Bermuda has the goal of becoming a destination for financial technology companies, but it has also made it clear that it does not want to be considered a tax haven. Bermuda has made it clear that while it will do its best to attract tech companies, it will not hide those who engage in illegal activities.
The statement came from Curtis Dickinson, the Bermuda Finance Minister, during an interview with the Financial Post. He told the interviewer that Bermuda will “rat out” those who try to use Bermuda to hide their misdeeds. Dickinson went on to emphasize that this comes down to the country’s reputation. He referred to the British Overseas Territory’s reputation as part of its “calling card.”
According to Dickinson, the country wants to start by showing that it is serious about this statement. Otherwise, he fears that people will not take Bermuda seriously.
Bermuda Operates as a Tax Haven
Despite Bermuda’s strong statements that it does not want to be a tax haven, the country acts like one. There are no taxes on capital gains, income, or corporations. This has led to a booming financial services sector in addition to the large tourism sector. The largest industry in Bermuda is insurance.
A full range of businesses and industries choose to operate in Bermuda due to the lack of taxes. Bermuda meets the strict definition of a tax haven, as a jurisdiction without taxes. However, it seems that the country wants to avoid this label due to the negative connotations associated with it, specifically those related to illegal activities.
It appears that Bermuda is improving its reputation with success. After all, the European Union removed it from its list of tax jurisdictions that are not cooperative in May. This change was due to the country’s “positive steps” and commitment to address concerns of the EU.
The Fintech Priority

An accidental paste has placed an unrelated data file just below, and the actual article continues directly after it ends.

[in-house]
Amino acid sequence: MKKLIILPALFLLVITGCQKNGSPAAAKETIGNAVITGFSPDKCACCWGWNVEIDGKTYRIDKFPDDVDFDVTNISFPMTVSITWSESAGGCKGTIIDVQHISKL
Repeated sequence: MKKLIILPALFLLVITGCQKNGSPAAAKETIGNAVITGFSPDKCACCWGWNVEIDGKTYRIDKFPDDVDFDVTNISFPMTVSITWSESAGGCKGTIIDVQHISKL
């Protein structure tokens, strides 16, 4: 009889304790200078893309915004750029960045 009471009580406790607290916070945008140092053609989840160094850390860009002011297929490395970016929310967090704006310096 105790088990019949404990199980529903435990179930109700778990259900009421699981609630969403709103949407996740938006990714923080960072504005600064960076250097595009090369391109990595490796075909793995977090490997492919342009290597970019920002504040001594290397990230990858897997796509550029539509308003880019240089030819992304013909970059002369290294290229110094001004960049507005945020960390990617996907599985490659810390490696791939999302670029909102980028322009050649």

There is also strong evidence that Bermuda is working to make the fintech industry a priority. The Bermuda Monetary Authority is the sole financial industry regulator on the island. Bermuda touts this agency as nimble and progressive, letting it minimize red tape and quickly respond to changing needs within the industry.
Last year, the parliament of Bermuda passed legislation that regulates firms that involve cryptocurrency. To date, Bermuda only has one licensed crypto company and has issued four permits for initial coin offerings, but many others are going through the process of following suit.
Encouraging Canadian Business Relationships
In addition to taking a strong stance on being a tax haven while attracting tech companies, Bermuda is actively trying to create business relationships between itself and Canada. In 2017, the two jurisdictions had a two-way trade volume of $2.6 billion USD.
Since Bermuda is just two and a half hours from Toronto via plane and does not charge corporate taxes, it argues it is a prime destination for an offshore presence. Bermuda was careful to indicate it does not want Canadian companies to move completely and unearth their roots. Instead, it encourages them to expand their international presence into Bermuda.
Bermuda’s hopes to boost relationships with Canada comes in response to the political volatility in the United States and the United Kingdom. Working with Canadian businesses allows the country to diversify. Bermuda feels that Canada will benefit from that instability in the U.S. and U.K. as people search for that stability.
The Canadian government should be less hesitant to encourage offshore presences in Bermuda than with other tax havens. This comes from the tax-information sharing agreement that Bermuda and Canada have had since 2011. For transparency and reputation, Bermuda also has tax-information sharing agreements with about 40 additional countries.
Although Bermuda does not want to be a tax haven, its lack of corporate, capital gains, and income tax classifies it as such. It is just important for those who want to use tax havens for unscrupulous purposes to know that Bermuda will not tolerate their misdeeds.
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